You may have heard the saying, "Price, quality, service. Pick two." No business can successfully or consistently provide the best service and the highest quality at the lowest price. Most of us tend to focus on providing service and quality. For me, service means the consultative process I take clients through to determine their goals, objectives, what results they want from their website, etc. What you are doing is removing 'service' from your sales process and competing on price and quality.

In theory, what you're doing is completly feasible. How the market responds to it is another thing entirely. Keep in mind that you've now become a commodity and, assuming your quality is equal to that of your competitors', your customers' primary buying criteria will be price and price alone.

Be very, very careful to completely automate the service process and not get sucked into any consultation. Getting caught into a consultative sales process with price-driven clients is a losing proposition. So make sure your questionaire is thorough, includes FAQ's, and so forth.

Fortune Hunter

WebmasterWorld Senior Member 10+ Year Member



 
Msg#: 2066 posted 12:45 am on Oct 27, 2005 (gmt 0)

Daithi123

I think you are going down the wrong road here. Let me tell you from experience that I have done the low end web design thing for cheap clients and it really stinks. They end up wanting the $5,000 dollar site that is listed at the top of the search engines and pulls in tons of inquiries and orders, but they want to pay no more then a $200 for the whole thing.

These people are trouble from the word go. They will always be demanding more, new designs, saying they don't like it, etc. Now you can tell them at this price you get X, but let me be the first to tell you that they will be the first one to tell 500 of their closest friends to never use you because you rip people off.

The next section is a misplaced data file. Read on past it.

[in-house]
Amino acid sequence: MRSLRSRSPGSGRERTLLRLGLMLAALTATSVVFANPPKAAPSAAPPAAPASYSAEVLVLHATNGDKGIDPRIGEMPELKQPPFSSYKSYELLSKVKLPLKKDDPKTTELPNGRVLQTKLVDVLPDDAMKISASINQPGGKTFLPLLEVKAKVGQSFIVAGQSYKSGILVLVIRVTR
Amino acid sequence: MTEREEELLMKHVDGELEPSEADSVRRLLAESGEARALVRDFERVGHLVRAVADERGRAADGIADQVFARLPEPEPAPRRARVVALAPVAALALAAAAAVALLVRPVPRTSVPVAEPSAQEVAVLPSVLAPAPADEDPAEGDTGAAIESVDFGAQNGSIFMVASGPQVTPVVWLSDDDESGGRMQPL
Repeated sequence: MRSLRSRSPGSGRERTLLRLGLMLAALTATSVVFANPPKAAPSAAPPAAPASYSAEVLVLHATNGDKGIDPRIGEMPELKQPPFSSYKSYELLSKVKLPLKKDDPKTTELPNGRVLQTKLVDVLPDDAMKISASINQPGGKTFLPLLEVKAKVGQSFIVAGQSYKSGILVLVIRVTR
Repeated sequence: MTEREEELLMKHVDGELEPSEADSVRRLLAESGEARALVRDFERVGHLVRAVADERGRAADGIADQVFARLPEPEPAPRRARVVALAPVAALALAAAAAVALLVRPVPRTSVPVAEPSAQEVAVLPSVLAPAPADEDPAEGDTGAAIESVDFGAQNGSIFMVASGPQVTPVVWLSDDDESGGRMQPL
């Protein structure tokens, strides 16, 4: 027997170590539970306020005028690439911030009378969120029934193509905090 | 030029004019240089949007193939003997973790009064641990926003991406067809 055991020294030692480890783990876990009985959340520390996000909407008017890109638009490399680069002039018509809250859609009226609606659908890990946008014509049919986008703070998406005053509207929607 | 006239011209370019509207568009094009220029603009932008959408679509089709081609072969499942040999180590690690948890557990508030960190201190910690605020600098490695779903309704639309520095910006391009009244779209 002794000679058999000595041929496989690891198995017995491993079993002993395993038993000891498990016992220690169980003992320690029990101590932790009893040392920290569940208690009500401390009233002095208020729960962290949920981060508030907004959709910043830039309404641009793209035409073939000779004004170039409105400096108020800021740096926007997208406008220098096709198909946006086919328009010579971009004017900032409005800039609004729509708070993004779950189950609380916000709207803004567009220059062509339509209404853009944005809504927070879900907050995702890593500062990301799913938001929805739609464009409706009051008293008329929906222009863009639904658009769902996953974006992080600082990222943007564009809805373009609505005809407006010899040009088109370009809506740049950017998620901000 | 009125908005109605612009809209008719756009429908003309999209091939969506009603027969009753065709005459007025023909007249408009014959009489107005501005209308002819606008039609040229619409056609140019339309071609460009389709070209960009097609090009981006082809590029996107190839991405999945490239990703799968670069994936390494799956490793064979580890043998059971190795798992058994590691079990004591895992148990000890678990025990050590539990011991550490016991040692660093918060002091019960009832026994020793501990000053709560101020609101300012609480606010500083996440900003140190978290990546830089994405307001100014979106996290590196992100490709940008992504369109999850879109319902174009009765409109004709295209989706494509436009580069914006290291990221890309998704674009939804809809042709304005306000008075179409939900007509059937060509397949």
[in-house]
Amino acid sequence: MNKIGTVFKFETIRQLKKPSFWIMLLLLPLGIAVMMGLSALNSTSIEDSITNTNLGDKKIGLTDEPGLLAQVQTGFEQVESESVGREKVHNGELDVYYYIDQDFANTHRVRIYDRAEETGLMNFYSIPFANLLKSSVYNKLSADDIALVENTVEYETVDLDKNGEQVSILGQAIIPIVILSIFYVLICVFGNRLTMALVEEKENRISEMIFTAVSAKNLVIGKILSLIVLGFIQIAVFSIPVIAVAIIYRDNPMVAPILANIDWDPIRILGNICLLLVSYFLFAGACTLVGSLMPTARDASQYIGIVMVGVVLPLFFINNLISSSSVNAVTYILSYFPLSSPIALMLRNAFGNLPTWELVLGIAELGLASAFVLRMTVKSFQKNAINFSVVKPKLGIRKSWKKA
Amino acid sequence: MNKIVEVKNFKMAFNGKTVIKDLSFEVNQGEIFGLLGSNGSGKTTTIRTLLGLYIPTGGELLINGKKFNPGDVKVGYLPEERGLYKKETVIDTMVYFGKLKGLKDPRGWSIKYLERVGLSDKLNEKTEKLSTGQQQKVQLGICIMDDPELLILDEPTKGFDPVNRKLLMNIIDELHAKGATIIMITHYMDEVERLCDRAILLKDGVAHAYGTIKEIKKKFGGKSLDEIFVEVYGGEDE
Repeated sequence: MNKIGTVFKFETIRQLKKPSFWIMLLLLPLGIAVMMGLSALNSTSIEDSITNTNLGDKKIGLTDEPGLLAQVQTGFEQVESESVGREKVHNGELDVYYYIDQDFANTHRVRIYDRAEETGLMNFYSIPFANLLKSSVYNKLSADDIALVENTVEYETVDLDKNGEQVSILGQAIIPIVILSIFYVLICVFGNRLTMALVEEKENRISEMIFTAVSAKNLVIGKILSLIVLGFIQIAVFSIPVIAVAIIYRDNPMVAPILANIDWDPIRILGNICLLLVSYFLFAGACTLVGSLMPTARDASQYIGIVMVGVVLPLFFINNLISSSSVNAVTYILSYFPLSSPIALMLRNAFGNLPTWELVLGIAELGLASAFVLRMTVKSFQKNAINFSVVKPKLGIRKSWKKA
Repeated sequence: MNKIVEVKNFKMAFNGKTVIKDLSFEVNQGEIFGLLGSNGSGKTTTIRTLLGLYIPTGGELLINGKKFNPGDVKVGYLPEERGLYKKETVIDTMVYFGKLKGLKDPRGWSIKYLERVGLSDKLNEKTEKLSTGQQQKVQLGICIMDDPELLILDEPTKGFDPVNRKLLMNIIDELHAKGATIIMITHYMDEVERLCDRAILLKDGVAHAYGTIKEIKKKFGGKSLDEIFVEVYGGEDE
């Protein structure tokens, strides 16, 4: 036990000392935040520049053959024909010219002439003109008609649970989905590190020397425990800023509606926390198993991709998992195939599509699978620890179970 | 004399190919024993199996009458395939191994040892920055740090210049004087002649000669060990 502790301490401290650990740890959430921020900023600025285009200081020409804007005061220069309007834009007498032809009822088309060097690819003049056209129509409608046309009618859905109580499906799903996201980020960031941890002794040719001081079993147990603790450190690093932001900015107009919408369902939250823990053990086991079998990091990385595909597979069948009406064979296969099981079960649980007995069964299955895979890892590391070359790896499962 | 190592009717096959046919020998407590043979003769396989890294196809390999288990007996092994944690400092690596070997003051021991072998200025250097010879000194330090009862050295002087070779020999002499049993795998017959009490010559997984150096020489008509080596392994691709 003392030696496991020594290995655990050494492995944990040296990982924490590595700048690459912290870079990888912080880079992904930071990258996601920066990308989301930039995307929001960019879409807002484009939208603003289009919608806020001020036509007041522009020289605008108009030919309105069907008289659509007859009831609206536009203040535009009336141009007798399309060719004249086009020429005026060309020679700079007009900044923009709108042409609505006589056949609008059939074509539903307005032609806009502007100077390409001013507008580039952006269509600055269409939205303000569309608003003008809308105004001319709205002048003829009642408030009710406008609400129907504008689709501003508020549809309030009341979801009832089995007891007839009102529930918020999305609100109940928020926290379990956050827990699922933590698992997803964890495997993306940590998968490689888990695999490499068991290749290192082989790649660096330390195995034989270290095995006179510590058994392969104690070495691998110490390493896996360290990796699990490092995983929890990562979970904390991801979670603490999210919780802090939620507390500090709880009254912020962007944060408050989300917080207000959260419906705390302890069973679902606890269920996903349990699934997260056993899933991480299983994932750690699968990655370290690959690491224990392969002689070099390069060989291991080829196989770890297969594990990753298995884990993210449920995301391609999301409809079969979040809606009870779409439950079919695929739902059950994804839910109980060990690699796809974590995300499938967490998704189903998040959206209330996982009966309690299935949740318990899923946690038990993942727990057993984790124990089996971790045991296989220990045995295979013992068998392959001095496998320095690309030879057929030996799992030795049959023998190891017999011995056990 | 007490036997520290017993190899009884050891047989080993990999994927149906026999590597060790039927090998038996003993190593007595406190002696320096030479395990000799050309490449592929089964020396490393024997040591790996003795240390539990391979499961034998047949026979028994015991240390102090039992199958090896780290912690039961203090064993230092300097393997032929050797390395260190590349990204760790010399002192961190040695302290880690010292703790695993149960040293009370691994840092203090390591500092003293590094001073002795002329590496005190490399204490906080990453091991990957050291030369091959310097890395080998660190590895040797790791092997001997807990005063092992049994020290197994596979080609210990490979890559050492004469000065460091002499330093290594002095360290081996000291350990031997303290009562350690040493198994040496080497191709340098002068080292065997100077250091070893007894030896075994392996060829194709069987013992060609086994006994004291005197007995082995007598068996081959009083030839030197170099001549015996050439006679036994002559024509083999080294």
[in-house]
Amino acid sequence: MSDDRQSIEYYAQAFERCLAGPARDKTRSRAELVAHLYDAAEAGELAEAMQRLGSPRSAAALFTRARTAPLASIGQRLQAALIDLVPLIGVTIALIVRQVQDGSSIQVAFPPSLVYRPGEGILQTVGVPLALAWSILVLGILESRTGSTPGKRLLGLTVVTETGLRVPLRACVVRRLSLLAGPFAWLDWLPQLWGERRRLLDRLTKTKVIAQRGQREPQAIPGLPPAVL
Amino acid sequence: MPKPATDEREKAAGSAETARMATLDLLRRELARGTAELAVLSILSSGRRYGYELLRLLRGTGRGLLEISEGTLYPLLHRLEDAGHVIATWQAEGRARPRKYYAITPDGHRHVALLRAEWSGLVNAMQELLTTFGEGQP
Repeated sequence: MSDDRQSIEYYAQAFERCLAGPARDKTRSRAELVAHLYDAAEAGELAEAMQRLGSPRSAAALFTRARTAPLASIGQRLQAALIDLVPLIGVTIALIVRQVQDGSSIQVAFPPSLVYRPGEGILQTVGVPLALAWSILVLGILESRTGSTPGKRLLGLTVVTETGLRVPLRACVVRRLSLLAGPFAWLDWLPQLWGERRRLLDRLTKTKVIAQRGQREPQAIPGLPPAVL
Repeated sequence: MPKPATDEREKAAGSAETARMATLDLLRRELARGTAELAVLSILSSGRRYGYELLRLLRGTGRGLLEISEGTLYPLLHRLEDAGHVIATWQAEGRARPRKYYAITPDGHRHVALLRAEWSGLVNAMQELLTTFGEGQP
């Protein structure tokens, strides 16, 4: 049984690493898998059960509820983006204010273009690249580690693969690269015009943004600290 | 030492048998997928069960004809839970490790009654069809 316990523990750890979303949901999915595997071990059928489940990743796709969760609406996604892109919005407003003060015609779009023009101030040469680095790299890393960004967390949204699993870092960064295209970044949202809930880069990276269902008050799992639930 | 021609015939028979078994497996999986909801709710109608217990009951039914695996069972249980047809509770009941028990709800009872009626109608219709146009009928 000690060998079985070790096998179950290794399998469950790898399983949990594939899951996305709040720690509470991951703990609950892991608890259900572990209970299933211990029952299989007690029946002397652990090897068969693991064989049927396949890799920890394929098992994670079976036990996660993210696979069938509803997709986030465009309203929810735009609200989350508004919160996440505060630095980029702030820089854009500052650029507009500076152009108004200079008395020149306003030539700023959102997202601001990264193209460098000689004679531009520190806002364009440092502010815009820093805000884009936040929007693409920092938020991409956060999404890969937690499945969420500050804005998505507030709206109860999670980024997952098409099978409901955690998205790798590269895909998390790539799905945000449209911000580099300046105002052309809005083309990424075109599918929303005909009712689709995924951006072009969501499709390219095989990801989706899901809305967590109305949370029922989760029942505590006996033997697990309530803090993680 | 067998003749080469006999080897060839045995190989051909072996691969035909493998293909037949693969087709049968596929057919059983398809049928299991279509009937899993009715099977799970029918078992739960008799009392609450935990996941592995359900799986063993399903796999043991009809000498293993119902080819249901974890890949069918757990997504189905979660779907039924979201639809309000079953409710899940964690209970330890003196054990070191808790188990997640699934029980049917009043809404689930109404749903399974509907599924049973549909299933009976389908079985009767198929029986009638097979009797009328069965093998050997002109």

With all the "templates" for $50 on the web and all the "design it yourself" services already offered by the hosting companies I think the cheap low end client is well served.

Your best bet is to go for the high end client who appreciates having a well designed site with excellent content and great service. You do that for the right clients and you have a business.

I have some low end clients right now that trust me when I say when the job is done I am telling them that I can't provide service and turning the headache over to someone else. Maybe someone like you who wants to deal with these type of clients.

Fortune Hunter

Daithi123

5+ Year Member



 
Msg#: 2066 posted 5:59 pm on Oct 28, 2005 (gmt 0)

Some great feedback there folks. Thanks for this.

One clear signal I am getting is the idea that the 'price consious' buyer is always going to be a headache - always looking more for less.
I'll only live once, so I'm going to take a chance and try it out for a couple of months, with strict rules and conditions in place - and I'll let you know how it goes.

D

Global Options:
 top home search open messages active posts  
 

Home / Forums Index / WebmasterWorld / Professional Webmaster Business Issues
rss feed

All trademarks and copyrights held by respective owners. Member comments are owned by the poster.
Home ¦ Free Tools ¦ Terms of Service ¦ Privacy Policy ¦ Report Problem ¦ About ¦ Library ¦ Newsletter
WebmasterWorld is a Developer Shed Community owned by Jim Boykin.
© Webmaster World 1996-2014 all rights reserved